On Monday, a delay in the implementation of Proposal 2 was granted to three universities who filed a legal motion earlier this month requesting that they be exempted from having to comply with Proposal 2 by its December 22 implementation date. The delay will allow colleges and universities in Michigan to complete their Fall 2007 admissions processes under their pre-Proposal 2 policies. At the same time, Michigan cities are also working to understand how Proposal 2 will change their operations, with Grand Rapids discussing changes in contracting policies on Tuesday. A policy in place at the City of Grand Rapids that required contractors whose services cost more than $10,000 to have an affirmative action policy will be dropped because it is now unconstitutional. Equal Opportunity Director Ingrid Scott-Weekly says that “the reality is women and minority contractors will probably lose ground” due to Proposal 2. The City of Lansing has filed a lawsuit asking to be granted an extension on complying with Proposal 2, arguing that it cannot complete an audit measuring compliance with Proposal 2 and changing policy by the December 22 deadline. In related legal news, the American Civil Liberties Union (ACLU) and the NAACP have filed a lawsuit seeking a “declaratory ruling” from the United States District Court in Detroit stating that “Proposal 2 does not ban programs that use race or gender as part of the decision-making process in any manner whatsoever” based on the Supreme Court’s 2003 view that it is constitutionally permissible for universities to consider race and gender as one of many admissions factors.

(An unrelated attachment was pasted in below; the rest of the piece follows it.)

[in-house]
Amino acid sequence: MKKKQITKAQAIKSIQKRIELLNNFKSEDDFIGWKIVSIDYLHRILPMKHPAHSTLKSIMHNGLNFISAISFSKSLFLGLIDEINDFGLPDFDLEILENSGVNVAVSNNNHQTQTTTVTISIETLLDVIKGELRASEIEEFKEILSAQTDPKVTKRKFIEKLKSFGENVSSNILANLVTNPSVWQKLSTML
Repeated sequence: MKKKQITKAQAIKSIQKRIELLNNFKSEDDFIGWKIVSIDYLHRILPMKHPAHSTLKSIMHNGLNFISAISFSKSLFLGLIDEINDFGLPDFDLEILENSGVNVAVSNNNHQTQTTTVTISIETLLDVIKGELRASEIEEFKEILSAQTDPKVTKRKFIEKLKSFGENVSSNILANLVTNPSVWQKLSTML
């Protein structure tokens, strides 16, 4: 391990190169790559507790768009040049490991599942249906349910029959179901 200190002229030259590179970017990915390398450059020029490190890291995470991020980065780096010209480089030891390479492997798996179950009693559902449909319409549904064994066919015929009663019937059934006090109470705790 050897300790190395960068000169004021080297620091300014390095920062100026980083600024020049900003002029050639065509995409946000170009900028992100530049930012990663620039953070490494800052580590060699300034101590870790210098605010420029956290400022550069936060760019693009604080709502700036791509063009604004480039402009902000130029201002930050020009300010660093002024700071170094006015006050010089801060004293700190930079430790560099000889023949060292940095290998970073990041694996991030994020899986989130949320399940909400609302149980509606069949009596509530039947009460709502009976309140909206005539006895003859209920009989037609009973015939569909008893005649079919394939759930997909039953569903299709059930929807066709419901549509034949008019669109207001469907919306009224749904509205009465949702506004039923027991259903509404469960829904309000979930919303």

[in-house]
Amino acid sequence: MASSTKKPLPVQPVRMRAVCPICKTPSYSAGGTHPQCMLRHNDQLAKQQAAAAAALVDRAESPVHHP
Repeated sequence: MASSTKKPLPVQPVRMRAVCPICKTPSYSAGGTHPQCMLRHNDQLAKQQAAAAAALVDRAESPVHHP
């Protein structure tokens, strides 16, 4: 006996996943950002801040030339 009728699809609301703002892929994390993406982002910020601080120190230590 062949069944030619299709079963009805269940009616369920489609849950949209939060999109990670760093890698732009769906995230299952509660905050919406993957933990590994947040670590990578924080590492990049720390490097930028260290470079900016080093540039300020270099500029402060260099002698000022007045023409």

As universities and cities in Michigan alter policies to comply with Proposal 2, Proposal 2’s out of state backer, Ward Connerly, announced that his campaign is exploring the possibility of pursuing bans in nine additional states. Connerly is scheduled to visit Arizona, Colorado, Missouri, Nebraska, Nevada, Oregon, South Dakota, Wyoming, and Utah to evaluate prospects for ballot initiatives banning affirmative action in those states. In a press conference last week, Connerly explained that he intends to pursue a state-by-state strategy for banning affirmative action nationally. Like in Michigan, Washington, and California where proposals to ban affirmative action have been passed, Connerly will target a portion of the twenty other states that allow petitions for ballot proposals to be placed directly before voters and is looking at the possibility of placing anti-affirmative action measures on the ballot in multiple states for the November 2008 election. It was also announced last week that Jennifer Gratz, the woman who claimed that she was denied admission to the University of Michigan because of affirmative action policies and later ran the fraud-laden Michigan Civil Rights Initiative (MCRI) campaign, will join Ward Connerly’s American Civil Rights Institute and will organize against affirmative action full time.